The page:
The recent Sikh temple shooting is an example of domestic terrorism of another kind. It’s not your stereotypical Islamic group but a disturbed US Army veteran, Wade Page.  It reminds me that we are fighting radicalism in the homeland as much as we are overseas.

Domestic Terrorism And The Lone Offender

From The FBI’s Website On Domestic Terror:

Nothing before or since has come close to the terror attacks of 9/11 in terms of lives lost, scope, and impact. And we know that al Qaeda led and inspired operatives still seek to strike our homeland – including with weapons of mass destruction. Which is why globally-fueled terrorism continues to occupy much of our time and attention these days.

And yet, as we were reminded by shootings in Kansas, Arkansas, and the nation’s capital over just 11 days this spring, the threat of domestic terror – Americans attacking Americans based on U.S.-based extremist ideologies – is alive and well.

A single individual driven to hateful attacks based on a particular set of beliefs without a larger group’s knowledge or support. In some cases, these lone offenders may have tried to join a group but were kicked out for being too radical or simply left the group because they felt it wasn’t extreme or violent enough. We believe most domestic attacks are carried out by lone offenders to promote their own grievances and agendas.

Admittedly, the FBI has a tough job.

You Can Help

Be alert to potential signs of domestic terror plots and planning and contact the FBI immediately with any information or leads.

This is the fastest way to look up local Field Office information, which all should have a phone number and are staffed 24/7.‘ target=’_blank’>

The 24-hour tip line. Incoming information is immediately vetted and acted upon appropriately.

Extremism Is Alive…

…At Home In The U.S. As It Is in Islamabad

Under The Banner of Heaven by: John Krakauer is an excellent look at the dark under belly of U.S. Domestic Terrorism and how it’s a very serious problem. Some would even argue that statistically, most Domestic terrorism, Islamic Radicals commit far less terrorist acts than other home-grown groups.  Oklahoma City, anyone?

John Krakeuer: Under the Banner of Heaven
John Krakeuer: Under the Banner of Heaven

A 2010 Report From CNN

The terrorist threat posed by radicalized Muslim Americans has been exaggerated, according to a study released Wednesday by researchers at Duke University and the University of North Carolina at Chapel Hill.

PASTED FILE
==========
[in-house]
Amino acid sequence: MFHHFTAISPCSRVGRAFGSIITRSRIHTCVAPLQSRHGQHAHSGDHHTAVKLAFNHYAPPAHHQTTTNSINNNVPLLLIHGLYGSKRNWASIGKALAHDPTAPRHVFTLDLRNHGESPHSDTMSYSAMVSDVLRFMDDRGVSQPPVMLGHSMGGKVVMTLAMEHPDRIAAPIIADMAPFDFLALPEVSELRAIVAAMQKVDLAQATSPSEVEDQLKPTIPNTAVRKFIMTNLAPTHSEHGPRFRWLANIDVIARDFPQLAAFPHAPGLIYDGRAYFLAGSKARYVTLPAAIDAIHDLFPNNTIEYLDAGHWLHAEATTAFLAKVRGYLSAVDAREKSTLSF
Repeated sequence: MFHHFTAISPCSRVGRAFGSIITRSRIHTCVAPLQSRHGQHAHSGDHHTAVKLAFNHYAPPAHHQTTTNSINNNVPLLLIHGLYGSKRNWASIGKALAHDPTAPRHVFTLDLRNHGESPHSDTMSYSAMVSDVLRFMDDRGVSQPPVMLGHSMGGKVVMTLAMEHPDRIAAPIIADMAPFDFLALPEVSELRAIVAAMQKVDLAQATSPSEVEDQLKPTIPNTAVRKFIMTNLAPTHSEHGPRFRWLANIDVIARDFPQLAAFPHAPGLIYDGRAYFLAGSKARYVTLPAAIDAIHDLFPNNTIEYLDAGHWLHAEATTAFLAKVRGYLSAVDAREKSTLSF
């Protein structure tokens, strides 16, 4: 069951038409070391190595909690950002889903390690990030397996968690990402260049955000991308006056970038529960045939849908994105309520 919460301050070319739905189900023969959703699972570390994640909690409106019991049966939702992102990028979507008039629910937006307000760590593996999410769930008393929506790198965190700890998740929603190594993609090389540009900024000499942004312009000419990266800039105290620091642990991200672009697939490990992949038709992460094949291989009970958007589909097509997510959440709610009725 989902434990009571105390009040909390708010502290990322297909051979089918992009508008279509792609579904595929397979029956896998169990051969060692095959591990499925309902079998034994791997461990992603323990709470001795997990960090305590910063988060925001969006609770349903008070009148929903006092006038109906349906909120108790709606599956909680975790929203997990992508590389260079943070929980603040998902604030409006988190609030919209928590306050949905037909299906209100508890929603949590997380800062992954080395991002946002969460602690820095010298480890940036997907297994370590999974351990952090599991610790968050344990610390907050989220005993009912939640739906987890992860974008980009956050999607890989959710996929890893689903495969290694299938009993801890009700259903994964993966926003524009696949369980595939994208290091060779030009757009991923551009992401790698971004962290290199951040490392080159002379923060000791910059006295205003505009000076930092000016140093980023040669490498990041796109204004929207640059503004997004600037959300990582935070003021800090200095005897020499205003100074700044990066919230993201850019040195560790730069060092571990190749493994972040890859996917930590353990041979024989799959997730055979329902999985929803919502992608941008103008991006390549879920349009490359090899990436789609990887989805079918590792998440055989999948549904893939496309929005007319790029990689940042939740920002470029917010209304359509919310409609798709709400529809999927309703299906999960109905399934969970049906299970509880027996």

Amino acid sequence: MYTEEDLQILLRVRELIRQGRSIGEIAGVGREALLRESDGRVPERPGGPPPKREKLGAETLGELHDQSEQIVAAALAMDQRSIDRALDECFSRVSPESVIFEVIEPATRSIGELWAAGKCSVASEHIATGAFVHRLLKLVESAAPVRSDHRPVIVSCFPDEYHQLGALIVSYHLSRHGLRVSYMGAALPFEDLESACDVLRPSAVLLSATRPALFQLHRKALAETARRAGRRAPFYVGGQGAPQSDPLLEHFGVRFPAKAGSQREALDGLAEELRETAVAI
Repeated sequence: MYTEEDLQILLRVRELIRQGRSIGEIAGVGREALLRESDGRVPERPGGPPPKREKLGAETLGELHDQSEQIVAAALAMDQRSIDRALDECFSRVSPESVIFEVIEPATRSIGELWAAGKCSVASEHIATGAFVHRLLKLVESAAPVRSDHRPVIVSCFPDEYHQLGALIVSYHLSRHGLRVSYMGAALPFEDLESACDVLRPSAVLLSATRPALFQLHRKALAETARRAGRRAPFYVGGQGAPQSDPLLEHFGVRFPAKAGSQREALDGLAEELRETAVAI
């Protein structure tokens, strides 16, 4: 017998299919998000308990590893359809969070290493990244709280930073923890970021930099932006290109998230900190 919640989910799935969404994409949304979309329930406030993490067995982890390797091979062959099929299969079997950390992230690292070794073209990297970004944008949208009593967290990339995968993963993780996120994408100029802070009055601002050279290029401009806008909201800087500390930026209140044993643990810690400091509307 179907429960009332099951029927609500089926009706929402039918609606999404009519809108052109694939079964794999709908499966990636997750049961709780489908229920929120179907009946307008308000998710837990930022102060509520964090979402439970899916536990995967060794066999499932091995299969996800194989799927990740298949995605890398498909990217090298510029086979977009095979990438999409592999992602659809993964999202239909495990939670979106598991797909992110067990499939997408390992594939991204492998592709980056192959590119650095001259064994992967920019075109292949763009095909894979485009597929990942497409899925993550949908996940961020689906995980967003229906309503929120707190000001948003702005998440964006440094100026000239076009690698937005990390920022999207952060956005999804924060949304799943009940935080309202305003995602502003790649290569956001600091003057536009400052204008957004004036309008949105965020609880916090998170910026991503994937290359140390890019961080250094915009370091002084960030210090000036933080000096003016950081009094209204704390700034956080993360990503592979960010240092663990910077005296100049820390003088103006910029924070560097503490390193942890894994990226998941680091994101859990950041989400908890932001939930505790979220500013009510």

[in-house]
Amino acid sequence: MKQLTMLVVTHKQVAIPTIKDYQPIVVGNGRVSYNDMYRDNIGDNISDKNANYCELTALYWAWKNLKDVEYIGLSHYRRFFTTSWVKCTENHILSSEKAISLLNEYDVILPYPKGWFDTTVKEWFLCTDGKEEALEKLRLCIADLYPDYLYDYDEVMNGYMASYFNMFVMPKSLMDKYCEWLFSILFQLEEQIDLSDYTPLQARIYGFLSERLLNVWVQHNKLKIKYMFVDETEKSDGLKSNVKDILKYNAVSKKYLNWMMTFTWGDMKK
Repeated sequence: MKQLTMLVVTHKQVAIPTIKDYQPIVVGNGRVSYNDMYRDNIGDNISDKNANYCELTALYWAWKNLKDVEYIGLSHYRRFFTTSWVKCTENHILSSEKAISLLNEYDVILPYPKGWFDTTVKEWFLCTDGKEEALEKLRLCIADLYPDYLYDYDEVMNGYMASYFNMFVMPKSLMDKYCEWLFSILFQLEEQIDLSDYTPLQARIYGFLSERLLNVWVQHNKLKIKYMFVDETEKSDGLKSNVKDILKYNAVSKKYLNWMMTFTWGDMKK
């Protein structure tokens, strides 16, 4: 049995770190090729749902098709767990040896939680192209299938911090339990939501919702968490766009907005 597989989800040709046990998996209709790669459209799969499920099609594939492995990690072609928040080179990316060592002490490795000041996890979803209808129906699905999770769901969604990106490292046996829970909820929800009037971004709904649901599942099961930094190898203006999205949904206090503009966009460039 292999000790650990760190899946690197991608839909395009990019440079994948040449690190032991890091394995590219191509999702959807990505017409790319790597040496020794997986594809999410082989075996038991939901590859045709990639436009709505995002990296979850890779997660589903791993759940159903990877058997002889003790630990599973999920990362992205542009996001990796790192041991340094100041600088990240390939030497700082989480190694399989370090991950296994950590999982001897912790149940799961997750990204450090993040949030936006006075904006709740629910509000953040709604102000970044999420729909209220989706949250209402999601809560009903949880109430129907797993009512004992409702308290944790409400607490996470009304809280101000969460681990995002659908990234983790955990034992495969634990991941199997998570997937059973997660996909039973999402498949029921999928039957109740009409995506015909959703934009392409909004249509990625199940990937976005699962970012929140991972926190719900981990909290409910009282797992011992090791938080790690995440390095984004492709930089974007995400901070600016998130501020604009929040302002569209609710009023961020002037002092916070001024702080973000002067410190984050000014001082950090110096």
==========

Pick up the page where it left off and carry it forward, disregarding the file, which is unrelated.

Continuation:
A small number of Muslim-Americans have undergone radicalization since the September 11, 2001, terrorist attacks on New York and Washington, the study found. It compiled a list of 139 individuals it categorized as “Muslim-American terrorism offenders” who had become radicalized in the U.S. in that time — a rate of 17 per year.

That level is “small compared to other violent crime in America, but not insignificant,” according to the study, titled “Anti-Terror Lessons of Muslim-Americans.”

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To be included on the list, an offender had to have been wanted, arrested, convicted or killed in connection with terrorism-related activities since 9/11 — and have lived in the United States, regardless of immigration status, for more than a year prior to arrest.

Of the 139 offenders, fewer than a third successfully executed a violent plan, according to a Duke University statement on the study, and most of those were overseas. Read the report: “Anti-Terror Lessons of Muslim-Americans” (PDF)

“Muslim-American organizations and the vast majority of individuals that we interviewed firmly reject the radical extremist ideology that justifies the use of violence to achieve political ends,” David Schanzer, an associate professor in Duke’s Sanford School of Public Policy and director of the Triangle Center on Terrorism and Homeland Security, said in the statement.

In the aftermath of 9/11, however, as well as terrorist attacks elsewhere in the world, the possible radicalization of Muslim-Americans is a “key counterterrorism concern” — magnified by heavy publicity that accompanies the arrests of Muslim-Americans, such as that seen in the wake of the November shootings at Fort Hood, Texas, in which 13 people were killed. Army psychiatrist Maj. Nidal Hasan, a Muslim born in Virginia, is charged in connection with that incident.

Terrorist Attacks on U.S. Soil by Group, From 1980 to 2005, According to FBI Database
Terrorist Attacks on U.S. Soil by Group, From 1980 to 2005 (Source: FBI)

What Can We Do About Terrorism?

SOFREP Says, Take Away Key Ingredients.

A plant needs four things to grow.

  1. Light
  2. Water
  3. CO2 (carbon dioxide)
  4. Nutrients

We can look at Terrorism (and Extremism for that matter) in a similar way. Take away key ingredients and you prevent future growth. After all, just pulling weeds can go on indefinitely, and it’s a losing strategy, just look at the Afghanistan garden of today.